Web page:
posted by pardonyou? at 6:26 AM on November 9, 2006


Reagan's appeal is timeless. Americans love massacres of Latin American peasants.
posted by ibmcginty at 6:30 AM on November 9, 2006 [2 favorites]


It does seem an odd list - I don't think I've ever seen Einstein referred to as American before, putting Bush on there is just silly (regardless of what one thinks of him, he hasn't been around long enough for anyone to judge his potential influence), and what's with the baseball player?
posted by jack_mo at 6:31 AM on November 9, 2006


Oh shit, I clicked on Reagan to see his percentage, and that turns out to be a vote for Reagan. I feel so dirty!
posted by OmieWise at 6:36 AM on November 9, 2006


These excercises are pretty silly. That said, there is only Lincoln.
posted by LarryC at 6:36 AM on November 9, 2006


Damned liberal media.

Aren't we only now digging out of the 'influence' of Reagan? he is influential, not necessarily "good." Although what he did in Grenada was pretty spectacular.

Oh and that Iran weapon thing too...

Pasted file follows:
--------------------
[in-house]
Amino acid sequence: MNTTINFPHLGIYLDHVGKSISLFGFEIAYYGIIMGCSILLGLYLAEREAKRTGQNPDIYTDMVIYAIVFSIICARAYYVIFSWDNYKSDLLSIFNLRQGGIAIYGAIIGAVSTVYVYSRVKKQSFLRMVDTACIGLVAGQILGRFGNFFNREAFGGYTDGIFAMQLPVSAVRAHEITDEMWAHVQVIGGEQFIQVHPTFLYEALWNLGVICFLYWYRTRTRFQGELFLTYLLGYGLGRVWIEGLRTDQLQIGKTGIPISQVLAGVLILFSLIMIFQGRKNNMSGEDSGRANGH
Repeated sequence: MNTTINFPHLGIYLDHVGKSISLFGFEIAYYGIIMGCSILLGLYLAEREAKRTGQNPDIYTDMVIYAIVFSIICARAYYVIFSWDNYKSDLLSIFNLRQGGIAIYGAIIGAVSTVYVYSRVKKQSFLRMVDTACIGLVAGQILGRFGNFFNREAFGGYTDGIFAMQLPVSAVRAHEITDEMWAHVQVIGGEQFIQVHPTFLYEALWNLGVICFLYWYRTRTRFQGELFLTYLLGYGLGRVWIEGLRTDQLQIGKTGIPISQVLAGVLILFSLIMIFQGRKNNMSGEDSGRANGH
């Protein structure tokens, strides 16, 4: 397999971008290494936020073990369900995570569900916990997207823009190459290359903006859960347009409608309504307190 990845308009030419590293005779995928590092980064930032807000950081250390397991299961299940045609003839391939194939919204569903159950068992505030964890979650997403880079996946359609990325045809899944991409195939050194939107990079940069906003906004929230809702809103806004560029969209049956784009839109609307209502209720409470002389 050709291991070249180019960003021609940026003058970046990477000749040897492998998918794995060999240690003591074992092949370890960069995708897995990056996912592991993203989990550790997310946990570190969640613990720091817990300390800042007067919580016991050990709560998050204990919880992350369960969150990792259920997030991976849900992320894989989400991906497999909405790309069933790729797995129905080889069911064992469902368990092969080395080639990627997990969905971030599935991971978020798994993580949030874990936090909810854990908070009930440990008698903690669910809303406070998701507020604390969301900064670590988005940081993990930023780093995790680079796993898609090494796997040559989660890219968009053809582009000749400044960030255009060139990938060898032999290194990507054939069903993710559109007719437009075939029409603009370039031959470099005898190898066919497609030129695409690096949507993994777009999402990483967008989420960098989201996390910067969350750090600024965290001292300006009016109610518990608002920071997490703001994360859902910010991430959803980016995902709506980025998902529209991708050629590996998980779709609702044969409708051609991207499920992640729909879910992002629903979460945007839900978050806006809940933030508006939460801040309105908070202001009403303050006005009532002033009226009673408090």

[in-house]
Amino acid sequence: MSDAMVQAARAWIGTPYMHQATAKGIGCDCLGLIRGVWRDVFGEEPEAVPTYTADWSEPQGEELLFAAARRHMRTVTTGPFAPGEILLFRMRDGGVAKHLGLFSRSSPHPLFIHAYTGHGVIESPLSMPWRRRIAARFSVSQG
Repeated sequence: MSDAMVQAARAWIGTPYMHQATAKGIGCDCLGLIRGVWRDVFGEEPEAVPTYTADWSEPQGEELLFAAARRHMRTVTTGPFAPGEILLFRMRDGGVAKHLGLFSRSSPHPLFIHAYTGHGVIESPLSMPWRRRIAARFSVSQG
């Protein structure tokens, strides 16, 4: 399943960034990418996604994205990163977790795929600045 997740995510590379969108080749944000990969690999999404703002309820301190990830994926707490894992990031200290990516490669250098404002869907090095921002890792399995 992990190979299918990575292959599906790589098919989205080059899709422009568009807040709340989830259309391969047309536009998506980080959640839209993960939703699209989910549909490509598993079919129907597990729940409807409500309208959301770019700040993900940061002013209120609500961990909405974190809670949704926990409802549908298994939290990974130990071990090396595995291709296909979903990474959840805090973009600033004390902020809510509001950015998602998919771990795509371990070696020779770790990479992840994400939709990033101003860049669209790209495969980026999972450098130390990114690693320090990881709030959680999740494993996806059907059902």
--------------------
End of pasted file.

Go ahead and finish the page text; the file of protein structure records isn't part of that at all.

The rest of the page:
posted by mountainmambo at 6:38 AM on November 9, 2006


If the Rolling Stones aren't on this poll, it's useless.
posted by spicynuts at 6:38 AM on November 9, 2006


and what's with the baseball player?

You're joking, right?
posted by justgary at 6:39 AM on November 9, 2006


OmieWise, you're fired.
posted by Stauf at 6:40 AM on November 9, 2006


Where's Tony Danza?!?
posted by jefbla at 6:42 AM on November 9, 2006


Or K-Fed?
posted by mountainmambo at 6:42 AM on November 9, 2006


what's with the baseball player?

Jackie Robinson was the first black player in the major leagues.

(Which isn't exactly true, as there were a couple of black players in the 19th century, but he's regarded as the guy who integrated MLB post Gentleman's Agreement.)

It's felt his performance in the majors was a catalyst for the Civil Rights movement. Which is mostly true, but it's a question of how much is myth overriding actual history.

Sorry for only using Wikipedia links.